Premium Ticket Pricing

For years, collegiate athletic departments have employed a differential ticket pricing strategy for home football games against premium opponents. The University of Oregon is charging $32 for the Duck’s 2005 game against Montana and $55 for the game against in-state rival Oregon State. The University of Nebraska also employs a differential strategy for its football program’s games, but not to the extent that the Ducks do. For its 2005 non-conference home games, NU is charging $50 and for conference games, it is charging $55. Of course, every home Husker game has sold-out since 1962. That tells us something about NU fans – they love their Huskers and their willingness to pay is consistent across games compared to Duck fans.

Baseball has only recently gotten into the act of differential pricing for certain match-ups. From the St. Louis Post-Dispatch:

Playing on Busch Stadium’s imminent demise and unprecedented regular season matchups with two storied American League franchises, the Cardinals put into effect the surcharge for series against the world champion Red Sox and the Yankees as well as nine league games that include the season’s final series against the Cincinnati Reds. The club anticipates almost $2 million in additional revenue while saying it has received minimal fan backlash.

But differential pricing based on match-ups is not employed by a majority of baseball clubs:

As teams look for more creative ways to maximize revenue, variable ticket pricing is becoming increasingly widespread in the game. Wallace estimates “about one-third” of Major League Baseball’s 30 franchises charge more for some games.

Looking at each of the “seating and pricing” links for each team at, I found 8 teams that are charging premium prices for particular match-ups this season: Cardinals, Cubs, Red Sox, Royals, White Sox, Brewers, Diamondbacks, and Mets.

The idea behind differential pricing for certain match-ups is straightforward: a team’s fans have a higher willingness to pay for games against particular opponents – their team’s rivals (Cubs vs. Cards) and clubs charge the higher prices to generate extra revenue. Differential pricing is also used for games on particular dates (for example, weekend games) and for special events (for example, the last series at Busch Stadium). More from the Post Dispatch:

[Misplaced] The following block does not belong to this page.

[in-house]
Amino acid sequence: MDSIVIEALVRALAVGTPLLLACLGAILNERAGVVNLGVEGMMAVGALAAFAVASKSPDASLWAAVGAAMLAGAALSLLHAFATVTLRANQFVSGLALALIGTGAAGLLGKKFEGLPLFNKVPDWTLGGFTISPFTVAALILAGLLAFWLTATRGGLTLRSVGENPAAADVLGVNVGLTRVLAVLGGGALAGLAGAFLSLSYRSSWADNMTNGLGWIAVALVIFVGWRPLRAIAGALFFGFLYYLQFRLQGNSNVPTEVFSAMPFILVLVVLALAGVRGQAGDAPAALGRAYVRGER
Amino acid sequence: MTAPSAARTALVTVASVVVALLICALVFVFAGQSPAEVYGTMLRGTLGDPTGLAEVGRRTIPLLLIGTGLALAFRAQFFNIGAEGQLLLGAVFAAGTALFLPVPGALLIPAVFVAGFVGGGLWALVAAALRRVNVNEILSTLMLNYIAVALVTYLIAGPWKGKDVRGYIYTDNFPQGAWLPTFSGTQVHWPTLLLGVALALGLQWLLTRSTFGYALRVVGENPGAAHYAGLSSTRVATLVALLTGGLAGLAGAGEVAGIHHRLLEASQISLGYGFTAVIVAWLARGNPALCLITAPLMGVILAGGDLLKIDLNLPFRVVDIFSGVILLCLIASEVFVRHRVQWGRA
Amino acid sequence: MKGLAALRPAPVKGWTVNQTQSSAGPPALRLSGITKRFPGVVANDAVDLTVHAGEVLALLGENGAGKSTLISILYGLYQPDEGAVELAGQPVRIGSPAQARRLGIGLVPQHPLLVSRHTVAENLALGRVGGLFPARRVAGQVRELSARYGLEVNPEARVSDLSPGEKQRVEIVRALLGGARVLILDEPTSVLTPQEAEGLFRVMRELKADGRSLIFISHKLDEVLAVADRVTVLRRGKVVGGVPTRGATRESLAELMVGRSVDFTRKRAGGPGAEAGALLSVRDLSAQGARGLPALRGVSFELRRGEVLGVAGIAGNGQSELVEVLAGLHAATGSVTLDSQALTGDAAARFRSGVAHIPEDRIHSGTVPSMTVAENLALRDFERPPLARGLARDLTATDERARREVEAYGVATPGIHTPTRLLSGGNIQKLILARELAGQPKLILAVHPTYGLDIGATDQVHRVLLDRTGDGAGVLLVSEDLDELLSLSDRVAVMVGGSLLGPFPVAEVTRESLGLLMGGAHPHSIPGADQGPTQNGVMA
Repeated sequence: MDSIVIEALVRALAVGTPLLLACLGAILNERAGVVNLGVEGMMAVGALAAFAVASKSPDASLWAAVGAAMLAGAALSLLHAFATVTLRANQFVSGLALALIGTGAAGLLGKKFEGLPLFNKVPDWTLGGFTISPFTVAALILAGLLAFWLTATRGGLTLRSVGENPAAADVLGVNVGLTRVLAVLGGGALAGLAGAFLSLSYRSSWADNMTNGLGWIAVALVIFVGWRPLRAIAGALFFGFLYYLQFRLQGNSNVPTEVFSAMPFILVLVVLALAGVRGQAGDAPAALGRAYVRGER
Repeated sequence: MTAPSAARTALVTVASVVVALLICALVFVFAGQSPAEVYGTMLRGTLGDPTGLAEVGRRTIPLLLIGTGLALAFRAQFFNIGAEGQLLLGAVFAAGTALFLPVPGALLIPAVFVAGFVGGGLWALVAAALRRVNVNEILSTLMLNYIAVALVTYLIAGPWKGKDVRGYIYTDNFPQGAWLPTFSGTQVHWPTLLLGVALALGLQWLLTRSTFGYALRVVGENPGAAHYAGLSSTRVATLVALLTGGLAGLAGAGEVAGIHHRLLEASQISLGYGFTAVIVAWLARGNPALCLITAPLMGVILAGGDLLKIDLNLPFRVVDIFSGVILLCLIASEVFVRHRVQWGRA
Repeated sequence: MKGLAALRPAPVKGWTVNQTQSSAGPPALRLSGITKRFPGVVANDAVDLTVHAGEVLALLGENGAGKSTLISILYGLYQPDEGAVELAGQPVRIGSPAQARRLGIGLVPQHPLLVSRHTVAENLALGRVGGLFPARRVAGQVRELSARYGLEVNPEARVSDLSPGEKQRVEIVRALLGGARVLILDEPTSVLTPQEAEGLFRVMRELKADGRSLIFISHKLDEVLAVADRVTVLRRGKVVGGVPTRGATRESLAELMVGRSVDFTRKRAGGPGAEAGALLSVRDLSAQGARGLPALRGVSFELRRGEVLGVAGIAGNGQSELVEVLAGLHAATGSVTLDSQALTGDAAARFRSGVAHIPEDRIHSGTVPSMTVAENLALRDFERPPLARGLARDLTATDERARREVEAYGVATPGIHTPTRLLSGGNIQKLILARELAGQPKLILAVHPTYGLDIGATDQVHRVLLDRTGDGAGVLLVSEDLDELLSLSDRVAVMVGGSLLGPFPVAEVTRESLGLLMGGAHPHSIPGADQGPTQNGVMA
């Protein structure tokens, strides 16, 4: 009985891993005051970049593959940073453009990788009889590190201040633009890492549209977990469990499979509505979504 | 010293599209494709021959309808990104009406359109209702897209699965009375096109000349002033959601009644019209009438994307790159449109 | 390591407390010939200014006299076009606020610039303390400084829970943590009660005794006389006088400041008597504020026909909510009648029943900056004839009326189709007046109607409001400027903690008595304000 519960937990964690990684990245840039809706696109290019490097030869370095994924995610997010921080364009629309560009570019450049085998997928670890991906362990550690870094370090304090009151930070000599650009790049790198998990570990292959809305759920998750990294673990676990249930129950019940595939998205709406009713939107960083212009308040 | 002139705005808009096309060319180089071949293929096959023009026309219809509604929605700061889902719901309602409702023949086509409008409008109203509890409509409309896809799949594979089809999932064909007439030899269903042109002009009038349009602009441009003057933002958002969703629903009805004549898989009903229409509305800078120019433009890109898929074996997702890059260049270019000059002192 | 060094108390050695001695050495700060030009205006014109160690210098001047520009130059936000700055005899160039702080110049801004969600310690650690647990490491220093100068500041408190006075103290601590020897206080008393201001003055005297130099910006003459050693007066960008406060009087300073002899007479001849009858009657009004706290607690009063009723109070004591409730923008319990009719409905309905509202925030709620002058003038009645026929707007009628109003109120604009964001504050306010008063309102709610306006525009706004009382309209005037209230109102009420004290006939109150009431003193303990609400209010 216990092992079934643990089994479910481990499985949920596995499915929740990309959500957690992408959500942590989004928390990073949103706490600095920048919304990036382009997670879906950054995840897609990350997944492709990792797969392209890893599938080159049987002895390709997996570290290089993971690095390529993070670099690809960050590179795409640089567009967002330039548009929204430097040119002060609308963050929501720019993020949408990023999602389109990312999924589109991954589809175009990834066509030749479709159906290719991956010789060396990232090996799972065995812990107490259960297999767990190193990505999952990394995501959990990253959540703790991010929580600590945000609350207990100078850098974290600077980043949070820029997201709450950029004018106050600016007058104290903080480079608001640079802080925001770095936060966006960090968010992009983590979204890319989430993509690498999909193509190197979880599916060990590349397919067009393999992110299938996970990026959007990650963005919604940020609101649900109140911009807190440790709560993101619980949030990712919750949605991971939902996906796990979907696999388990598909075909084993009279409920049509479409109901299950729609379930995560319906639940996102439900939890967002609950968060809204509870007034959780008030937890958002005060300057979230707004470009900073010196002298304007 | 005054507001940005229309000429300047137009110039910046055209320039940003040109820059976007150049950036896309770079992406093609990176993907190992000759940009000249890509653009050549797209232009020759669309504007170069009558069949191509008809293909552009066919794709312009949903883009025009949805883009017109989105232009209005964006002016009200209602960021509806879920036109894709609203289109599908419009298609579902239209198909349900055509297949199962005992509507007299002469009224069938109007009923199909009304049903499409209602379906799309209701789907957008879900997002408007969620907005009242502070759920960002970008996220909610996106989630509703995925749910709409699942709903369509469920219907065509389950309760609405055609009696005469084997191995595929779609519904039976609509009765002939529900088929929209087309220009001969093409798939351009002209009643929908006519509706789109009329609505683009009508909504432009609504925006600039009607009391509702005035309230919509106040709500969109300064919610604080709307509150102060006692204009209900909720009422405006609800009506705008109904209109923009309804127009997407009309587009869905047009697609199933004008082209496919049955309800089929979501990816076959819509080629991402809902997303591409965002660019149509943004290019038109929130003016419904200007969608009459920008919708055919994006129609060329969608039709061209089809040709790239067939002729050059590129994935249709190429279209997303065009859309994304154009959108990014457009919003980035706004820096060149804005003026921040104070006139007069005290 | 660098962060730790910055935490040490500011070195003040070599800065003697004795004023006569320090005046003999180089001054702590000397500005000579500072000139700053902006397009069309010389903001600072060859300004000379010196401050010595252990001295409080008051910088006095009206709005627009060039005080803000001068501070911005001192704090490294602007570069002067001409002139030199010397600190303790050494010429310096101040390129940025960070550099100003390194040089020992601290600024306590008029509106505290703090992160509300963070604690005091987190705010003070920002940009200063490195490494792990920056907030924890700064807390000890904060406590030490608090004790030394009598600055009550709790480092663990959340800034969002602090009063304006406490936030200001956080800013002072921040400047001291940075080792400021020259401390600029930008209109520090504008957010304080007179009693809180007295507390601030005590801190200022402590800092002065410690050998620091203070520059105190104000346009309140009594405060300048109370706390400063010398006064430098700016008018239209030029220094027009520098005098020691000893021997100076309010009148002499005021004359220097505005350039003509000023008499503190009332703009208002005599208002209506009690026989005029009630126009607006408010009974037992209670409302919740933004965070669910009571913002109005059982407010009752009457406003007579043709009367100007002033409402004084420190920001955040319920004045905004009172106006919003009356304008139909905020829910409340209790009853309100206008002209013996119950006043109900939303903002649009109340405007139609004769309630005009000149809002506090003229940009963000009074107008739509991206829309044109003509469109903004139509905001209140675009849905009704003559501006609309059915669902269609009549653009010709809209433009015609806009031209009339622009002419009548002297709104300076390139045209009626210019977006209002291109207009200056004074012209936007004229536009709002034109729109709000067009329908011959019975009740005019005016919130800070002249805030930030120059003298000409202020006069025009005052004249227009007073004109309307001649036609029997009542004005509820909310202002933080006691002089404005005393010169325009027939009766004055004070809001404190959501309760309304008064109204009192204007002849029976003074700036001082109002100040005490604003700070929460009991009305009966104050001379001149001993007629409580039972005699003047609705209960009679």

“We have such a high demand for certain dates, and we have such a great home schedule,” Cardinals President Mark Lamping said Wednesday. “If we can sell tickets and not affect demand through the price, it obviously raises revenue for the club and allows us to support our revenue needs without having to raise prices across the board.”

One reason why teams would not employ a differential pricing strategy is that their fans do not have different willingnesses to pay for particular match-ups. But there’s another reason. People I’ve talked to with Major League Baseball say league officials have generally frowned upon the practice of premium match-up pricing because they would rather not acknowledge that one team’s entertainment value is higher than another’s. But given that fans have different willingness to pay for particular match-ups, this lack of acknowledgment carries a steep opportunity cost for baseball teams.

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Author: Phil Miller

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